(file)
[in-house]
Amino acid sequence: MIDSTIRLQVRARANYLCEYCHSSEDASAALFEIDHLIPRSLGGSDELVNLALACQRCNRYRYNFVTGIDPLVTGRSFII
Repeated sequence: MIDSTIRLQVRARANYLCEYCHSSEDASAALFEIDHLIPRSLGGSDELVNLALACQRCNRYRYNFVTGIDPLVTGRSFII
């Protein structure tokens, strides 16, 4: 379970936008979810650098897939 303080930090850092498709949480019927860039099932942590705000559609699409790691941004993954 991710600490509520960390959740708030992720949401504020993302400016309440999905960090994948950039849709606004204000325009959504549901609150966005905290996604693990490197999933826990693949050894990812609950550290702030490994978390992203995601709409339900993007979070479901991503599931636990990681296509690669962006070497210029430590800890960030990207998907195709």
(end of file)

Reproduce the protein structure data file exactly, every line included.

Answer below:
[in-house]
Amino acid sequence: MIDSTIRLQVRARANYLCEYCHSSEDASAALFEIDHLIPRSLGGSDELVNLALACQRCNRYRYNFVTGIDPLVTGRSFII
Repeated sequence: MIDSTIRLQVRARANYLCEYCHSSEDASAALFEIDHLIPRSLGGSDELVNLALACQRCNRYRYNFVTGIDPLVTGRSFII
């Protein structure tokens, strides 16, 4: 379970936008979810650098897939 303080930090850092498709949480019927860039099932942590705000559609699409790691941004993954 991710600490509520960390959740708030992720949401504020993302400016309440999905960090994948950039849709606004204000325009959504549901609150966005905290996604693990490197999933826990693949050894990812609950550290702030490994978390992203995601709409339900993007979070479901991503599931636990990681296509690669962006070497210029430590800890960030990207998907195709």